Much of Port Orange knows me as the friendly neighborhood Chipotle worker who scoops guac, rolls burritos, and tries to smile through some of the annoying and rude customers that I deal with every night. Okay, so maybe not so friendly…sorry guys, but if you walk in at 9:00 p.m. and I’m ready to go home, I probably will roll my eyes when you ask for four side tortillas.
I’m completely unsure as to why I wanted a job so badly when my sixteenth birthday came into view. About a month off of the big day I decided that the day before I turned sixteen, I was going to be the proud new owner of a part-time job. This goal was not an easy one to achieve, especially when you had to explain to the places where you interviewed that you “almost have a license and can’t work for the next month.” My current boss laughed at me when I told her that; she took me over the 26-year-old interviewing next to me, though, and I have been grateful (for the most part) every day since.
Working through high school is not for the faint of heart. I started my job with an average 25-28 hour work week while simultaneously dragging my way through IB junior year. If that wasn’t enough, my only two days off (Wed. and Thurs.) were both taken up by dance classes, an attempt to hold on to my stress reliever even if I didn’t have the time for it. Eventually, I decided to choose dual enrollment over IB, a decision that I’m sure will later be the topic of some of my writing, but regardless: I had a lot on my plate. Despite nearly pulling my hair out with stress during my first year working, I managed to stick with the company. People don’t realize just how beneficial it is to work when you’re young. You’re exposed to a world that you don’t get to see within the four walls of a high school or most suburban homes. Would I recommend working through your teens? Absolutely. Why? Good question.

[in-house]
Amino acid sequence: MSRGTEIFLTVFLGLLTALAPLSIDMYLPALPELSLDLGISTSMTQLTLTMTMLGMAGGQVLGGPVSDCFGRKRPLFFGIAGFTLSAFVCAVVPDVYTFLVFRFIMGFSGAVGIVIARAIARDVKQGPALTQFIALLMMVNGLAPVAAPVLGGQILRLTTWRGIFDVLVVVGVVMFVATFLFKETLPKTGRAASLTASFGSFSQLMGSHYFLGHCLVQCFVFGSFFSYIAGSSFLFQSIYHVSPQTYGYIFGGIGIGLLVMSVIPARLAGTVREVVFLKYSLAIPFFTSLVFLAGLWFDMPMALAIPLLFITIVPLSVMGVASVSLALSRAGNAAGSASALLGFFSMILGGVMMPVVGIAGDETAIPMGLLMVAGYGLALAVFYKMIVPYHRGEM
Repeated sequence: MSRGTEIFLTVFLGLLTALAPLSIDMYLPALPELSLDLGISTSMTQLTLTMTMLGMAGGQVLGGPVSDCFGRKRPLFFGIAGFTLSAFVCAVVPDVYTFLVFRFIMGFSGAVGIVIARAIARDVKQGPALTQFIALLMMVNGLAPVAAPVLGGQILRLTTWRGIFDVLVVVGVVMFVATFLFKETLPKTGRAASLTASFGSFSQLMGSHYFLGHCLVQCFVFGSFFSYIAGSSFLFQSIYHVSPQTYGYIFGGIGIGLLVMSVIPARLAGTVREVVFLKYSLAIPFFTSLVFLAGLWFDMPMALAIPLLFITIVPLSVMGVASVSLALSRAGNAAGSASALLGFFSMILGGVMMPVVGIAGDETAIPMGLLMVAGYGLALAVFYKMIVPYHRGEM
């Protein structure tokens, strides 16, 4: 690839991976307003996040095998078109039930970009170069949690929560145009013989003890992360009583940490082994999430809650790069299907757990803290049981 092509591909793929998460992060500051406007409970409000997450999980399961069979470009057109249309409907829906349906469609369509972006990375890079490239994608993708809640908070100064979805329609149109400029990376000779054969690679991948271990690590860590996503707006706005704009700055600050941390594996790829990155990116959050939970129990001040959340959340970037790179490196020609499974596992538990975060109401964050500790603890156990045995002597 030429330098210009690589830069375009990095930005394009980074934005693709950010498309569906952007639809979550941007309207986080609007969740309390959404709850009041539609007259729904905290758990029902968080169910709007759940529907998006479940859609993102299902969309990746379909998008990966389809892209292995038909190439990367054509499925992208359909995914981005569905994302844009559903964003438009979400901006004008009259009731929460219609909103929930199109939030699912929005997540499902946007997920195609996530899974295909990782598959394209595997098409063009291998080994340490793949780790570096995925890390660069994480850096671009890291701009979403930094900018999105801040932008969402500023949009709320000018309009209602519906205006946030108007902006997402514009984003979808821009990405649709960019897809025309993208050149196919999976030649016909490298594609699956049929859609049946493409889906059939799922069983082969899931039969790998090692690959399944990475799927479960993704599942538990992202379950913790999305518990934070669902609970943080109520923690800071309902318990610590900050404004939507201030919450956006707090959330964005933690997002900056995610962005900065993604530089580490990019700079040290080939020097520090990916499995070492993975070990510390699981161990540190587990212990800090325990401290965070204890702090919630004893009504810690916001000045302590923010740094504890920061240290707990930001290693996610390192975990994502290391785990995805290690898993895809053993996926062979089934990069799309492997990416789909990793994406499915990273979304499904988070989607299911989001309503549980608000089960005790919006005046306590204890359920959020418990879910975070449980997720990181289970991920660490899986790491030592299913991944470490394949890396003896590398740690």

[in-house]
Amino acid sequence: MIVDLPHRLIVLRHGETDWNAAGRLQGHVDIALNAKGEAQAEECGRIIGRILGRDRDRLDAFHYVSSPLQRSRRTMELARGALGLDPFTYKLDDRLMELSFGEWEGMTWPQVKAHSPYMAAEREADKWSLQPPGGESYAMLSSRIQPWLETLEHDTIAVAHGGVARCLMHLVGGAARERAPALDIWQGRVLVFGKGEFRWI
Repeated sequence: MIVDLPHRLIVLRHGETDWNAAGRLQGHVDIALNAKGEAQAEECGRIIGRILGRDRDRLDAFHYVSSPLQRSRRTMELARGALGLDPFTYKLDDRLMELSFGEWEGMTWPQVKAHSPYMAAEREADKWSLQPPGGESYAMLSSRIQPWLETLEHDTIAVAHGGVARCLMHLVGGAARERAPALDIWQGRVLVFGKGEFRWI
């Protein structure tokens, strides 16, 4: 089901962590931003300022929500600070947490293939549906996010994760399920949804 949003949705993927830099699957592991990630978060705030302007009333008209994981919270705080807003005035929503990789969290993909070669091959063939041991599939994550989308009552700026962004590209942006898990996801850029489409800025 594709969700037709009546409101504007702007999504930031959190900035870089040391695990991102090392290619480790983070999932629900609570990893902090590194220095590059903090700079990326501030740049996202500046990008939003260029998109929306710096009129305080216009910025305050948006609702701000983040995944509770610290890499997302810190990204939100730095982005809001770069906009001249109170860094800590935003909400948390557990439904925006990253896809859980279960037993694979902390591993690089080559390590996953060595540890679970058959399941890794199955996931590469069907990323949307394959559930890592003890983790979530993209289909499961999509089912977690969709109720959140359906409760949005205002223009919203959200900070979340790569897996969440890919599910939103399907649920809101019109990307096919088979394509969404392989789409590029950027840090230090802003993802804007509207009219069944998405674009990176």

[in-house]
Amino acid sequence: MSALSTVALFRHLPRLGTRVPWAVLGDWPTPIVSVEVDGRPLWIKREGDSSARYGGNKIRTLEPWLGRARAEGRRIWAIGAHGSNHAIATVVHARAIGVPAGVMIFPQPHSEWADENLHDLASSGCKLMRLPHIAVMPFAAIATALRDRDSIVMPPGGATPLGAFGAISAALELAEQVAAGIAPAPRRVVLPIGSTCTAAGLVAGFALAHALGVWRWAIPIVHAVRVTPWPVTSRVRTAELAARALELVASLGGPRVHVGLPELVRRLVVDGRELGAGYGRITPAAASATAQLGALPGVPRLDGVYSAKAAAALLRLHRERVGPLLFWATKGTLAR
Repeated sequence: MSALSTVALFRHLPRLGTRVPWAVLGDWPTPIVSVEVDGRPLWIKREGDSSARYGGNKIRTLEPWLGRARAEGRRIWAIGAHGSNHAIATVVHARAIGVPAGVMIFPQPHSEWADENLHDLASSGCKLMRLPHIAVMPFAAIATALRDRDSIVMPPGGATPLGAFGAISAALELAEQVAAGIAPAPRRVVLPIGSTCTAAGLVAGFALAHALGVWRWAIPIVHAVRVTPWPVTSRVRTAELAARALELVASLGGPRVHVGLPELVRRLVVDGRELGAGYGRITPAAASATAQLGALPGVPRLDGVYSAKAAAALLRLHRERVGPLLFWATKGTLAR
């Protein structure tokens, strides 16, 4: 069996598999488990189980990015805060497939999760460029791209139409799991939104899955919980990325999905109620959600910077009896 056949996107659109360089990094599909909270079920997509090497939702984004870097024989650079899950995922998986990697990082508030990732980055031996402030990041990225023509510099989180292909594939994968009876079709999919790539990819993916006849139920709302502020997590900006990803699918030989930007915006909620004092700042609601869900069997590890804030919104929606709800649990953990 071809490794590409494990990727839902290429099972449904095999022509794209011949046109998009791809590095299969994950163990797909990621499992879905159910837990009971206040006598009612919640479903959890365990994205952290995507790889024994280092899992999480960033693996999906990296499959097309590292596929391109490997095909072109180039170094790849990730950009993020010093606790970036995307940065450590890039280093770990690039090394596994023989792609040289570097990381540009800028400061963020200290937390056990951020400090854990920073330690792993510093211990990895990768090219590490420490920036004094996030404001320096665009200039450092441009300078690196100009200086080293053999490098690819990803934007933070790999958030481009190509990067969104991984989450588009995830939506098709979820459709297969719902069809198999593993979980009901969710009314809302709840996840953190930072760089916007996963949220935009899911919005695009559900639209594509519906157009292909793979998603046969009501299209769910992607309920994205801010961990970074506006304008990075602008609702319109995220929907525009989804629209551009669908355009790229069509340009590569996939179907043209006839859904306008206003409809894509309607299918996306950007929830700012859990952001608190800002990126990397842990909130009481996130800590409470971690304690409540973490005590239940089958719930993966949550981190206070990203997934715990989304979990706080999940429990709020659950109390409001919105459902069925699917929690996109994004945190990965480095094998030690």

1. You learn to see people differently.
One of the most humbling experiences I’ve had while working is learning to change my perspective of people. As a crew member, I get to interview most people that end up working alongside me. This privilege is one that I take very seriously and one that I have always looked forward to, but I’ve seen quite a few interesting people interview with us. One man, let’s call him John, changed the way I see people and judge them forever. He came in on the day of his interview with probably about 6 people as competitors (often we interview in groups of 4-10) and I was completely put off by him. He wore tattered clothing and his dark hair was long, dreaded and messy. He looked as though he hadn’t shaved in several weeks and he had bags under his eyes that seemed permanently placed. All I could think was, “Why would anyone think that look is ‘professional’?” He was extremely quiet through his first interview and was overshadowed by the enthusiastic prospects surrounding him. To my initial relief, we all agreed he was not right for the store.
The funny thing was he reappeared at the interview process the very next week. Same clothes, same hair. He just snuck in with the people, he knew he had been denied. Poor John had thought maybe he’d get another chance. My boss went out to turn him away and apparently, something he said to her hit home. She came back and told me he’d be interviewed again. Same result, he wasn’t very enthusiastic and the way he mumbled made it almost impossible to make out anything he said. We sent him away once again.
My boss apparently got a phone call from him later that day. He begged for the job, explained his family and monetary situation, and told her that he’d be one of the hardest workers that she’d ever seen. She told him to return for yet another interview.
The next week, I got my lunch and went to go sit with the week’s interviewees. A man sat next to me with a cleanly shaven face, a freshly done haircut, a nice polo, dress pants and a smile stretching from one ear to another. It was John again and when I tell you he did not shut up the entire interview, I am not joking. He was funny, he was polite, and you could feel the enthusiasm seeping out of his words. We all agreed that this was the man to hire and he was one of the hardest workers I have met in my entire life.